Number of usable nuclear warheads increased in 2022 — report

The world's stockpile of usable nuclear warheads increased by over 130 in 2022, Norwegian People's Aid has reported. The authors have warned of the risk that nuclear weapons pose to humanity.

Number of usable nuclear warheads increased in 2022 — report


The number of nuclear warheads that states could deploy reached a total of 9,576 at the beginning of 2023, up from 9,440 the previous year, according to a report published by the NGO Norwegian People's Aid (NPA) on Wednesday.

The Nuclear Weapons Ban Monitor report, said that the weaponized nuclear power amounted to a "collective destructive power of more than 135,000 Hiroshima bombs."

The issue of nuclear weapons has become its most prominent since the end of the Cold War thanks in part to Russia's invasion of Ukraine and subsequent aggressive rhetoric, as well as fears over Iran's nuclear program and North Korea's renewed missile tests.

Warhead build-up is a 'worrying trend'

Wednesday's report pointed out that the total number of warheads has decreased because the US and Russia dismantle some of their older weapons every year.

However, NPA's Grethe Ostern warned that the construction of new warheads may soon outpace the dismantling of old ones.

"This increase is worrying, and continues a trend that started in 2017. If this does not stop, we will soon see an increase also in the total number of nuclear weapons in the world for the first time since the Cold War," she said.

Some five countries are responsible for the increase in ready-to-use warheads, according to Hans M. Kristensen, the director of the Nuclear Information Project at the Federation of American Scientists and contributor to the Nuclear Weapons Ban Monitor.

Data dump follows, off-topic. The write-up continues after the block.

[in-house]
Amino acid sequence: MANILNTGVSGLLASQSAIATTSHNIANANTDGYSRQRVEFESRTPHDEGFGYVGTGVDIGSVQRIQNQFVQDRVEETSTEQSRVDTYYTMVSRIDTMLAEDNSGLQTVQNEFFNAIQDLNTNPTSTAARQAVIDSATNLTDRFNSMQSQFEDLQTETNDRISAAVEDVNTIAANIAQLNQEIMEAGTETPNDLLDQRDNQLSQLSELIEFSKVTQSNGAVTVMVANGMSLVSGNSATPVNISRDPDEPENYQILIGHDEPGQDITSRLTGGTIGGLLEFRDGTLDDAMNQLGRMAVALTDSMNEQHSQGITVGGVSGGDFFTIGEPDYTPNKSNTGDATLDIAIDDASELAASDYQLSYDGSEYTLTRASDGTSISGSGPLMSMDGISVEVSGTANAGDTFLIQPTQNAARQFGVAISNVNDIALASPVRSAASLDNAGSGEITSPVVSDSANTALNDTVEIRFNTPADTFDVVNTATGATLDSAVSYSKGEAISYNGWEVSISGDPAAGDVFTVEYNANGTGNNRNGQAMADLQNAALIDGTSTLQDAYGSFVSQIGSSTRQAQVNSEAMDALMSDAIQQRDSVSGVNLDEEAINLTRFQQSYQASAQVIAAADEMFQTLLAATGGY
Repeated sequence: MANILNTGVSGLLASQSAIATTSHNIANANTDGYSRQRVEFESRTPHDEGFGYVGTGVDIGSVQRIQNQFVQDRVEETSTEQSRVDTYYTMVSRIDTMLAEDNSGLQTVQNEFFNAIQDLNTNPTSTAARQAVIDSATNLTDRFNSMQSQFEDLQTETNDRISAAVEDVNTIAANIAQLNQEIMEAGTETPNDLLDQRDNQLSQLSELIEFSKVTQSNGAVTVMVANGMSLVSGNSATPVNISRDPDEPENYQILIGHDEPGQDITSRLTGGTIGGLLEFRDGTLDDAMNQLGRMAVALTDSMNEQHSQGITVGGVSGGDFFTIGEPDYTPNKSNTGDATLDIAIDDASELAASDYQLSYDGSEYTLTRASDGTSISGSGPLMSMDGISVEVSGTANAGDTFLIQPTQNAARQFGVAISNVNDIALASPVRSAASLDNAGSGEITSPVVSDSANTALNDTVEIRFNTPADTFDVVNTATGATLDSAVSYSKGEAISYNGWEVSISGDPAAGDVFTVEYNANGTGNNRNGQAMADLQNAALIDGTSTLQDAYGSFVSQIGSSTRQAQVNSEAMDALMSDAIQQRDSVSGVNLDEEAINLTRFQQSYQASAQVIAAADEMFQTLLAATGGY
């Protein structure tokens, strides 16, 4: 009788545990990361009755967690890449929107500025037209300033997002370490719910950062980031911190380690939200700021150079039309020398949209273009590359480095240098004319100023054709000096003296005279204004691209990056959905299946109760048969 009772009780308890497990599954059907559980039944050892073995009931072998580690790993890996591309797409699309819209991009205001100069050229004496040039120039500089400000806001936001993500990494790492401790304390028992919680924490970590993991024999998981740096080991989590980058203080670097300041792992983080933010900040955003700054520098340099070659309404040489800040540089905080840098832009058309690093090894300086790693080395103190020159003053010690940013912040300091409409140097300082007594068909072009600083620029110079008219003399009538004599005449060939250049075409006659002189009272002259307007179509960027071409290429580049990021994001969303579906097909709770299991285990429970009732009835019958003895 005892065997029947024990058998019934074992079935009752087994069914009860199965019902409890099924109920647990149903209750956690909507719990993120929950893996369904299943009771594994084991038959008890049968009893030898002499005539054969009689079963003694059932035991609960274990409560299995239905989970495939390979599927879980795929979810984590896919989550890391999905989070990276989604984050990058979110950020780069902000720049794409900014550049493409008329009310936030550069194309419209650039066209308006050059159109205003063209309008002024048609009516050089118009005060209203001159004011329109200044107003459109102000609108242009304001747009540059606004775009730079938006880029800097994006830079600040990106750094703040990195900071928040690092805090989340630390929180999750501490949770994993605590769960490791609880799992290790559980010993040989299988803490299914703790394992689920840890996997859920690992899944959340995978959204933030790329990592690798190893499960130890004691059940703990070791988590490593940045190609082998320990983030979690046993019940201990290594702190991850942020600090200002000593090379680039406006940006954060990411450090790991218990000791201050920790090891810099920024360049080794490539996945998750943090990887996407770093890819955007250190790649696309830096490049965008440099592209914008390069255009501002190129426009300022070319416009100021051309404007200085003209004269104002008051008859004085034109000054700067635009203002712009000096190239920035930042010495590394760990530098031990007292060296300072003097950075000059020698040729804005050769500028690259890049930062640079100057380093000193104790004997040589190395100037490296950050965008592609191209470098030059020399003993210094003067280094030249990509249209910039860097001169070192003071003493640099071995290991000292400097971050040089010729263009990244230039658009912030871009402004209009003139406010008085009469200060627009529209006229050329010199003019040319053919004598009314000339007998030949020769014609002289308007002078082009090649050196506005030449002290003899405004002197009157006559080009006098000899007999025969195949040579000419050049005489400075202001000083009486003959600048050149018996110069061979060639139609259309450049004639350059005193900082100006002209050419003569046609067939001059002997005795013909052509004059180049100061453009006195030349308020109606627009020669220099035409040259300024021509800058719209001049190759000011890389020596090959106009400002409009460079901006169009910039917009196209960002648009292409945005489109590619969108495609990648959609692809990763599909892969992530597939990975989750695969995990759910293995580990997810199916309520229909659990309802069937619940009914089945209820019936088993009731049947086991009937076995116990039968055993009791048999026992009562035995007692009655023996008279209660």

"Russia, China, India, North Korea, and Pakistan continued to expand their stockpiles of warheads in 2022, bringing about a corresponding increase of 136 warheads also in the global total of stockpiled warheads available for use by the military," Kristensen said.

Nuclear tensions threatening the planet

Russian President Vladimir Putin recently ramped up nuclear tensions by announcing that so-called "tactical" nuclear weapons would be deployed in Belarus, on the EU's border.

He justified the move by pointing to the presence of US nuclear weapons in various countries close to Russia over the years, including Belgium, Germany, Italy, the Netherlands and Turkey.

Russia has the world's largest nuclear weapons stockpile.

The total number of nuclear warheads reached a peak of 70,000 in 1986 at the height of tensions between the US and the Soviet Union, according to the Stockholm International Peace Research Institute.

This number was down to 12,512 in 2023, but still enough to bring an end to life on the planet as we know it.

"The Ukraine crisis has demonstrated that nuclear weapons do not create peace and stability. They don't deter aggression, but enable conventional wars and incentivize risk-taking that could lead to nuclear war," NPA's Secretary General Henriette Westhrin said.

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